Hey Phil, we have a plan to get the Blazers
Jody Allen stands between Oregon's billionaire and Portland's team. The I-5 Corridor has a plan to get the franchise back in local hands.
Yeah, I read Rachel Bachman’s account of your last two years in The Wall Street Journal. And let me tell you what, I’m peeved!
Who does Jody Allen think she is? You’re Oregon. You made an empire in Beaverton, you ushered the University of Oregon into new air and you’re the one who has cut checks for science and education and most recently a $400 million donation toward the revitalization of the Albina District.
Albina? I’ll take neighborhoods that Jody’s never stepped foot in for $100, Alex.
She’s supposed to sell the team — to be a steward of the franchise for which her brother cared so deeply. How is the guy as big as basketball itself who wants to breathe life into his home state team not the best option?
You kidding me?
Sure, not everyone in Portland is about the Swoosh. Some will scoff at your politics and, hell, even Damian Lillard is an Adidas guy. But good luck finding an Oregon billionaire with a track record of rising tides for people on both sides of the aisle. In your hands this franchise would be cared for. In your hands this franchise becomes a destination for players and fans. In your hands the Blazers become something more.
I can’t imagine how frustrating this must be for you — especially with the glee Allen has seemingly found in toying with you. Who doesn’t even have a conversation with a $2 billion offer in hand? As John Canzano reported this week, someone who doesn’t gain to profit from the sale, but one who is cashing near-nine-figure checks as the manager of her brother’s estate.
This isn’t a fair fight.
So here’s what you do: You buy the Arizona Coyotes.
I know. I know. You’ve turned down hockey before. It was nearly 20 years ago that a group from Portland tried to convince you to buy the Pittsburgh Penguins. They tried to sell you on Portland as a hockey market ready to ignite, one the NHL had targeted since the construction of the then-Rose Garden as a priority destination for the league. And it’s totally reasonable you didn’t have interest then. The league was just coming out of a lockout, Nike was beginning its retreat out of the hockey equipment game and the offense was just beginning to blur down in Eugene.
You had other priorities.
Meanwhile, Paul Allen would only take an NHL franchise at a bargain price, failing to land the bankrupt Penguins in 1999 and the Coyotes in 2001. So the NHL and Portland never became a thing. In the years since, hockey has gone bonkers in expansion cities of Las Vegas and Seattle, with both franchises averaging more than 100 percent capacity at the gate.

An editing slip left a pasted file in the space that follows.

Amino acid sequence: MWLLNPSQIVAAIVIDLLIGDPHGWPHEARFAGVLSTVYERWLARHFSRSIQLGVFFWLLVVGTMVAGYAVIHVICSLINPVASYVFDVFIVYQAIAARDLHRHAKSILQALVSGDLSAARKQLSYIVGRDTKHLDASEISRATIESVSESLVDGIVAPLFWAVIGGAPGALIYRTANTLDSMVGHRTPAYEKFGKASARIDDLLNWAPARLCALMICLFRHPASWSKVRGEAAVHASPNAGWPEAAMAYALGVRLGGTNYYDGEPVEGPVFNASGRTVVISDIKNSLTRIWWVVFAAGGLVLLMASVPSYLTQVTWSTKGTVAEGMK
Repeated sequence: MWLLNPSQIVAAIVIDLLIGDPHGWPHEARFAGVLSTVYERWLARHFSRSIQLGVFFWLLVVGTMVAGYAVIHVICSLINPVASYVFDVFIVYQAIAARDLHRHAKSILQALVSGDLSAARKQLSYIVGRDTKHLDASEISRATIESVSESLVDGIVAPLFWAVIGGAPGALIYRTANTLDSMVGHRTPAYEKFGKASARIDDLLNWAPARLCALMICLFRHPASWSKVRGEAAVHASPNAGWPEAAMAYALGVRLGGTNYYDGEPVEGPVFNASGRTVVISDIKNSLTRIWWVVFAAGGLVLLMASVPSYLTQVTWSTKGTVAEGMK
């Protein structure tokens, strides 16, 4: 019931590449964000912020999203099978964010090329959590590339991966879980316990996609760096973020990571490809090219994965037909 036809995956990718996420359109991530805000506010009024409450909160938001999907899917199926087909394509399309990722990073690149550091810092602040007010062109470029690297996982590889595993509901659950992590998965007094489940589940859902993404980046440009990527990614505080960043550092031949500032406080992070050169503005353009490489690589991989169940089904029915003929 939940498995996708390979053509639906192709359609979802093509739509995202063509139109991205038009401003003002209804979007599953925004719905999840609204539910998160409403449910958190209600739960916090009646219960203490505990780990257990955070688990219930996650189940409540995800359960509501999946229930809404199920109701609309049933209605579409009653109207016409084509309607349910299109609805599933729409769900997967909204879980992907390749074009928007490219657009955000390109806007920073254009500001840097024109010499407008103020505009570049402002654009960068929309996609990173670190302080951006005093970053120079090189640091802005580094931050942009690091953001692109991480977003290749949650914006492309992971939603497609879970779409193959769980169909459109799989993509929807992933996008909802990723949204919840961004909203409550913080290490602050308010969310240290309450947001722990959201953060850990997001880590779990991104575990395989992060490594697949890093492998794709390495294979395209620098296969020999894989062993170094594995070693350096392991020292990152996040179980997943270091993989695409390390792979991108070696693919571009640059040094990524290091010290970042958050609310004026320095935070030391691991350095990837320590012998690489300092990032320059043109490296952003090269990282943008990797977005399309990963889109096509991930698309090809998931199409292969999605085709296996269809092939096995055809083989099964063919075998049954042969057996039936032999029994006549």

But I’m not here to make the argument to you about financials. Frankly, you didn’t get to where you are by taking money advice from a guy who willfully decided to start a sports journalism platform.
The argument I’m here to make is for revenge.
The reason why Paul wanted an NHL franchise only if it came on the cheap? Because he was frightened that bringing in a team whose season ran parallel to the Blazers could cannibalize his NBA franchise.
“I'm not anti-hockey at all, but I'm not a hockey fan, so the financial figures would have to make sense," he told The Oregonian in 1999.
The Coyotes need a new home, again, after Tempe voters turned down an arena proposal last month. The team will play next season in a 5,000-seat stadium on Arizona State’s campus and is owned by a guy the league would be happy to part with.
You’re smart. You can see where I’m going with this. Buy the team, move them to Portland, infuse them with cash and watch this Blazers town go crazy for the Portland Phillies.
It’s time to eat.
Of course the tricky part is the stadium. When the Portland group made its proposal to you in 2006 the Rose Garden was managed by the Portland Arena Management LLC, not Allen, and the concept of two franchises owned by separate billionaires in the same building had a better chance of flying than it does now since Paul bought the arena back in 2007.
Jody’s not going to just let you rent the ice out from underneath her. So you’re going to have to build something new. I don’t know where. I don’t know the cost. You have better people for that. But you can look across the professional sports landscape right now and see new stadium developments in the suburbs or along the edges of cities that have become economic drivers.
Look no further than the complex built for Atlanta’s Major League Baseball franchise, or what the Salt Lake City group is proposing to attract MLB and NHL. Secure the land, build the arena and make it a place where businesses, restaurants, fans and tourists flock to as the centerpiece of our sporting region.
Make fans choose who they give their dollars to, put pressure on Jody’s pocket. If she wants to wait 10 years to get a deal done — in 10 years you could be the guy responsible for turning Portland from a sports town into a sports destination.
The Blazers will sit on the market. No other billionaire is going to want to pay top dollar just to compete with the shoe king with an axe to grind.
So she’ll sell.
And you’ll move the team to the Knight Complex and your legacy in this city will be of a guy who created something incredible, again.
— Tyson Alger
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